Okay. That’s it. Game over. I’ve had enough.
Videogame journalists are a particular breed, typically caught in a twilight world of quasi-professionalism and trapped-in-mom’s-basement-nerdom. Their writing is so full of off-the-cuff, give-me-five-my-man jokes, opinion-passed-as-matter-of-fact fact, and self-referential innuendo that many of their articles, previews, features, and reviews read like glorified fan fiction – which, in actuality, is what most of it amounts to (since most fans don’t seem to have the foggiest inkling of what the properties they devote so much of their time and energy to actually consist of; see the so-called Star Wars “Expanded Universe” for more than ample proof of this).
Okay, call me old-fashioned. Call me stodgy, a product of formal English training. (Indeed, writing this article in the first person is sending chills down my spine. Oh, what would Dr. Prescott think?) But a more informal, even, perhaps, colloquial, style isn’t a damaging element and does not elicit an automatic, derogatory roll of the eyes.
But having one’s head up one’s ass does, however.
In a too-perfect-to-pas-up example, the September issue (number 185) of Game Informer – y'know, the one where "The Top 25 Games from E3 '08 Revealed" is boldly proclaimed across the top of the cover, in (stereo)typical comic book fashion – features a brief write-up of Halo Wars, the real-time strategy spinoff to the extremely popular first-person shooter series. The entry’s first paragraph concludes with this gem of an observation:
“If we’re lucky, this prequel to the trilogy may make [developer] Bungie’s convoluted story make some sense.”
While excellent examples of solid and fun gameplay, particularly on the multiplayer side of things, using the words “convoluted” and “story” in regards to the Halo games is like applying “competent” and “legal” to the Bush Administration: it just ain’t accurate. In fact, it goes well beyond the territory of asinine and very rapidly approaches the border of insanity.
Convoluted? Halo? What passes for a story in the games is lifted wholesale from Aliens, a movie not graced with a compelling, well-executed narrative, to put it gently. Indeed, the Halo trilogy rarely rises above the repetition that makes up the bulk of its (single-player) experience: point, shoot, point, shoot. It has as much soul as schlock such as Braveheart or Elf, films that are direct products of the formulaic mass production system that is collectively known as Hollywood (why does Zooey Deschanel fall in love with Will Ferril? Not because it makes story sense or is consistent with her character – it’s because she’s supposed to, stupid. Now stop asking questions that have anything to do with the reality of the situation and get back to suspending your disbelief). And when Bungie did try to infuse the paper-thin narrative with just a hint of some desperately needed depth, the fan community rallied about “poor writing” or a “confusing story,” as a simple Google of Halo 2 more than readily indicates.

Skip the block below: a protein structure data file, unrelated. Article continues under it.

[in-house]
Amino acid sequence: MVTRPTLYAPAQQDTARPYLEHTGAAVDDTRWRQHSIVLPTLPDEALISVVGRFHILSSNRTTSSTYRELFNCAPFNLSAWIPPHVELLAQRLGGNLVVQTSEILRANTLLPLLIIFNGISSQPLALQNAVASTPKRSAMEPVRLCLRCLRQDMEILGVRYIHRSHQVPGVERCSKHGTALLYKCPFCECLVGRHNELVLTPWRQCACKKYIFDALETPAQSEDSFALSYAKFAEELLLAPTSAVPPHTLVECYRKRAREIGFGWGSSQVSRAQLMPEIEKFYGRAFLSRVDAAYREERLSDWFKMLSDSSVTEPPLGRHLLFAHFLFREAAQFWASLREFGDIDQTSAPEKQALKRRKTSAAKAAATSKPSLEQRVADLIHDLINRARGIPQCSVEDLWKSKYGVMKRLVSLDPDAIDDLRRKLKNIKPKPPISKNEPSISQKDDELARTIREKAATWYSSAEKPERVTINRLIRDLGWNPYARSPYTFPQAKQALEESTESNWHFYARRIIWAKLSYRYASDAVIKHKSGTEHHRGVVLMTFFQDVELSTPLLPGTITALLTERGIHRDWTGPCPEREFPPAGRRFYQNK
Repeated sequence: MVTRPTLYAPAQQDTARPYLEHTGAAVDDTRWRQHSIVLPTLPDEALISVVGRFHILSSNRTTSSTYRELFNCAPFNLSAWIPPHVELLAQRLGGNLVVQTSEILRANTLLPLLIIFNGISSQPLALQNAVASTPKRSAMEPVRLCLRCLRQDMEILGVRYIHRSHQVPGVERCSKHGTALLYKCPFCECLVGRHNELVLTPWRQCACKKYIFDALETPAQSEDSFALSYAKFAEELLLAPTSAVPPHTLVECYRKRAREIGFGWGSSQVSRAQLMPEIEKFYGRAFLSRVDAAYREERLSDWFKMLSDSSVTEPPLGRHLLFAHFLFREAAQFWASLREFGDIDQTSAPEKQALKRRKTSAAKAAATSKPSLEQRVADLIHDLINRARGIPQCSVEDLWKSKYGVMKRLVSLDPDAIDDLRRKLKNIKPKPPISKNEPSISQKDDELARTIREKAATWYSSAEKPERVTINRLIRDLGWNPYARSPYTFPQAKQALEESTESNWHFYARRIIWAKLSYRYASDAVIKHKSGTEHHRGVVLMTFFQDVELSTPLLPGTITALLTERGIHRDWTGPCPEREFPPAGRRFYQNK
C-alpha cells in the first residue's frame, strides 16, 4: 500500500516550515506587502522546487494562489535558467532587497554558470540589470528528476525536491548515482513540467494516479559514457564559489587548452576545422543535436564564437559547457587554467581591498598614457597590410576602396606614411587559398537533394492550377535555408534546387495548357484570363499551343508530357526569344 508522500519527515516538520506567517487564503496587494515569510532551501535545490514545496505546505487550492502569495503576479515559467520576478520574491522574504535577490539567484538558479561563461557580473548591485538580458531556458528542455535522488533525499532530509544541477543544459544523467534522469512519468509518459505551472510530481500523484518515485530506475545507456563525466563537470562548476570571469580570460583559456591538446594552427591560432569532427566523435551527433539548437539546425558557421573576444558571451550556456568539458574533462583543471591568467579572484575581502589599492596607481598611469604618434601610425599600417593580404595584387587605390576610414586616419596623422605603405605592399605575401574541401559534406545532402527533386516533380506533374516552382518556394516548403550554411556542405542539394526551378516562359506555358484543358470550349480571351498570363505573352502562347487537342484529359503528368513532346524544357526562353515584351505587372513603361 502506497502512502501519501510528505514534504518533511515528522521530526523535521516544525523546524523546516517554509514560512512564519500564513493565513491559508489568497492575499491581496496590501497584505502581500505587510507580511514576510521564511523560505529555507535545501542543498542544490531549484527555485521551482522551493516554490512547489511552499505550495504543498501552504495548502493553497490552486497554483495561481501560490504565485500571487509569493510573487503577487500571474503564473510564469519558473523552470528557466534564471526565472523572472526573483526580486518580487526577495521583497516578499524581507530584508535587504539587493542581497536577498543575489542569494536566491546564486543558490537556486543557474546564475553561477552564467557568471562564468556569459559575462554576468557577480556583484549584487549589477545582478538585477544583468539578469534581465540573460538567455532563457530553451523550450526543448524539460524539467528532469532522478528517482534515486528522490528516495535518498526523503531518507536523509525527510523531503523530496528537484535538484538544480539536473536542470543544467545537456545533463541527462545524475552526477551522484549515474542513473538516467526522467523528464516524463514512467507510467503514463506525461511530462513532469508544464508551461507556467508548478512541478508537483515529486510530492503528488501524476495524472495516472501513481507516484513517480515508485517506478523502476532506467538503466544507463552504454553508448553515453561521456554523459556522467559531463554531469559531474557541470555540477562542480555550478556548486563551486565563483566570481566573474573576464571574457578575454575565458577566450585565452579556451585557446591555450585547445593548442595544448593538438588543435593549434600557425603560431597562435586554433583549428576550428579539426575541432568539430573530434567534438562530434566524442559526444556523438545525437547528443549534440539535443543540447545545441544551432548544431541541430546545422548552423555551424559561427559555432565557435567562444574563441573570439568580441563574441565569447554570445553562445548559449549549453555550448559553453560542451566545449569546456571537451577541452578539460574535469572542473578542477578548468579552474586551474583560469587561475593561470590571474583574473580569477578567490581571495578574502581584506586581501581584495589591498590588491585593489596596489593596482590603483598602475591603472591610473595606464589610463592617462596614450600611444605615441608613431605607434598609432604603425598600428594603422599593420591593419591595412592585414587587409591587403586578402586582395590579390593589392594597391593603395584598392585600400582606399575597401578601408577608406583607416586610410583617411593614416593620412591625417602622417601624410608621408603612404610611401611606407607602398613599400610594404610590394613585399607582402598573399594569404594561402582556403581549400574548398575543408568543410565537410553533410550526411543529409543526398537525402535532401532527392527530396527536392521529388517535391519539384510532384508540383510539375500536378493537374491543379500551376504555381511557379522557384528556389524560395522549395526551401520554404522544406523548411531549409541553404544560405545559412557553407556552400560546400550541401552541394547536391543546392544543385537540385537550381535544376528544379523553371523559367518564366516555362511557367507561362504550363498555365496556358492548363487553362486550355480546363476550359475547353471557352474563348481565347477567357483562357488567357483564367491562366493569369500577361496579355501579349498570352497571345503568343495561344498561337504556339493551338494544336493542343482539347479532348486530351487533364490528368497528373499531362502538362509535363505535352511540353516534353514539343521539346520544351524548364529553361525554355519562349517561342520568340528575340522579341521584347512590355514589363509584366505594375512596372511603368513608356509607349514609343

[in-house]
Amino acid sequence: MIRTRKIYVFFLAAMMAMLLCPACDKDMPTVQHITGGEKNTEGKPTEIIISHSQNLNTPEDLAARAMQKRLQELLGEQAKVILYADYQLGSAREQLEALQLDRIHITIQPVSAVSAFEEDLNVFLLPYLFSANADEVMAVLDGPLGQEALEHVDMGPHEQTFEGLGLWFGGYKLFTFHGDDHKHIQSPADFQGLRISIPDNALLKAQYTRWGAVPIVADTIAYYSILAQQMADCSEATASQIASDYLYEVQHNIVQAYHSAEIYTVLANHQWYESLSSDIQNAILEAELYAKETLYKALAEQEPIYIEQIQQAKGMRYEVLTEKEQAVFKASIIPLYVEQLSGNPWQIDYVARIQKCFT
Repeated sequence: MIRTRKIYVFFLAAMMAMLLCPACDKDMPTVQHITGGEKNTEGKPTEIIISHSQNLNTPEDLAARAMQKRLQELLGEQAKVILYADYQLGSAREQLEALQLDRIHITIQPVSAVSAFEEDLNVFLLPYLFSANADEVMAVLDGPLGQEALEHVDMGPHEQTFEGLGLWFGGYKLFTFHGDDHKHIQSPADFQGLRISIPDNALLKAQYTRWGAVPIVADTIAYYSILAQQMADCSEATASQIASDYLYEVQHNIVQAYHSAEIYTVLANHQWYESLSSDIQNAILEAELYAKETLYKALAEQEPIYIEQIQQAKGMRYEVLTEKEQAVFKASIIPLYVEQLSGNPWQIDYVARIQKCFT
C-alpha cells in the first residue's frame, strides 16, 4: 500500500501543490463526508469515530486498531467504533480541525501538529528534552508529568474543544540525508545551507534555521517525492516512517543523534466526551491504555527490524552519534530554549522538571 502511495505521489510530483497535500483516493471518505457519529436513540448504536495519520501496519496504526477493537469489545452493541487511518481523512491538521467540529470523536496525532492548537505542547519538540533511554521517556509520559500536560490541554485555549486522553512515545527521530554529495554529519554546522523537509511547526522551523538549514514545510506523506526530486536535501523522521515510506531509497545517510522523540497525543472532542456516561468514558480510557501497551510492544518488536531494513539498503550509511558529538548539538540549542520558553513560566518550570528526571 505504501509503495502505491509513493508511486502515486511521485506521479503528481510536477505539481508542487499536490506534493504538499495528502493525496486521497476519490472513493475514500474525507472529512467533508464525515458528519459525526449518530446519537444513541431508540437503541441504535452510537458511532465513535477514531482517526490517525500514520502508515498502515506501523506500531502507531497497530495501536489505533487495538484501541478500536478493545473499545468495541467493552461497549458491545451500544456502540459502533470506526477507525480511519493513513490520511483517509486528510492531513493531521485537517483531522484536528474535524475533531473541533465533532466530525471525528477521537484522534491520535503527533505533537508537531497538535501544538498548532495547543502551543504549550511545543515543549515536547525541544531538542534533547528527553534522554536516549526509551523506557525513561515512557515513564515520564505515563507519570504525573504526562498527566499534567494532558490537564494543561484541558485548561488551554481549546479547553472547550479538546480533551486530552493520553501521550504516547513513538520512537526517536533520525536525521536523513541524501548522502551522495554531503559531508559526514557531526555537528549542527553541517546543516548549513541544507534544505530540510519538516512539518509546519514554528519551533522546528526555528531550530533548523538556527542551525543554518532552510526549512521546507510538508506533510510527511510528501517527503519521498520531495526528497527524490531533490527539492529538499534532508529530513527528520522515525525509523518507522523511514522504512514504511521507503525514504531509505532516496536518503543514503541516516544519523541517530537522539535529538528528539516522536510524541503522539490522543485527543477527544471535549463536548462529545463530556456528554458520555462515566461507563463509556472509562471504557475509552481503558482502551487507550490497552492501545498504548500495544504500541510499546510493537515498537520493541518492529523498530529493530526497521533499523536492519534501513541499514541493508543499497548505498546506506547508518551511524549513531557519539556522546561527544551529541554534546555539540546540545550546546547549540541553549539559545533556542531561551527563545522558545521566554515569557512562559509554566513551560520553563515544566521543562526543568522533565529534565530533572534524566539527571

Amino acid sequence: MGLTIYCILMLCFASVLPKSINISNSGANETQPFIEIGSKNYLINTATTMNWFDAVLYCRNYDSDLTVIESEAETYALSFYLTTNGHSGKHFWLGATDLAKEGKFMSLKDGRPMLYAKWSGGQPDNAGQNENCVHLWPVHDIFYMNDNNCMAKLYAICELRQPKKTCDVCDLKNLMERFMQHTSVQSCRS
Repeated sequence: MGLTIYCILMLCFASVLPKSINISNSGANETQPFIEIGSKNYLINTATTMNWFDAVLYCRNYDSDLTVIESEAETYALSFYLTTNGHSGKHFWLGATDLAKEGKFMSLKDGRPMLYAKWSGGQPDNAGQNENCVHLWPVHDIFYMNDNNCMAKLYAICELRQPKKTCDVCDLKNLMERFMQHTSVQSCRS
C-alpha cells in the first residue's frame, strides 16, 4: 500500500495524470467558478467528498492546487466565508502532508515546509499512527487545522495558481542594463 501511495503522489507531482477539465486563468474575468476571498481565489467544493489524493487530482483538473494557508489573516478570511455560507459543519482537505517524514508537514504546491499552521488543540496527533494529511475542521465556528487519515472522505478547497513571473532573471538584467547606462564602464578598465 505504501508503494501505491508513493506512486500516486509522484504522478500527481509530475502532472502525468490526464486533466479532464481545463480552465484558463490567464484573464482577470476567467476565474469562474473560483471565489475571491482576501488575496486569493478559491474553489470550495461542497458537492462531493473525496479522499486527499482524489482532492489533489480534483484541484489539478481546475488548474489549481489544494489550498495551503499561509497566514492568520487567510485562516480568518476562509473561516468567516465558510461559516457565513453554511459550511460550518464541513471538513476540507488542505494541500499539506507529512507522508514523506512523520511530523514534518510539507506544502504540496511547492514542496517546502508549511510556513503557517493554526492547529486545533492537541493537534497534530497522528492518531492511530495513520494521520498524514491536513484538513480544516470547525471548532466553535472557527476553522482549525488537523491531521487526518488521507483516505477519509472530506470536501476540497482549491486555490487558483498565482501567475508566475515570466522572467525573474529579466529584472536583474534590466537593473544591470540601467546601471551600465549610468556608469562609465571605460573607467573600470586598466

Convolution – real convolution, not the half-baked, masturbatory kind – can be found in the narrative structure of Oshii Mamoru’s films or the writing style of Nathaniel Hawthorne. Or in the Metal Gear Solid series, if we must remain in the realm of gaming. But Halo? Yeah – James Cameron, at least the sci-fi version that is evidenced in fare such as Terminator and Aliens, is a real master of nuanced, multi-layered depth.
If made in an academic setting, the author would’ve been laughed out of the room and the publication tainted. And, indeed, if the author were truly professional, making an irrelevant and unwarranted reference to the story of a different, albeit related, game series – and this is ignoring the fact that it was a patently erroneous irrelevant reference – would never have been seriously entertained.
But why? Why would an individual who clearly has no basic understanding of the writing process, in general, or narrative structure, in specific, feel free to speak off-the-cuff about the plots or thematic motifs of game writing? And why would an EIC allow him to do so?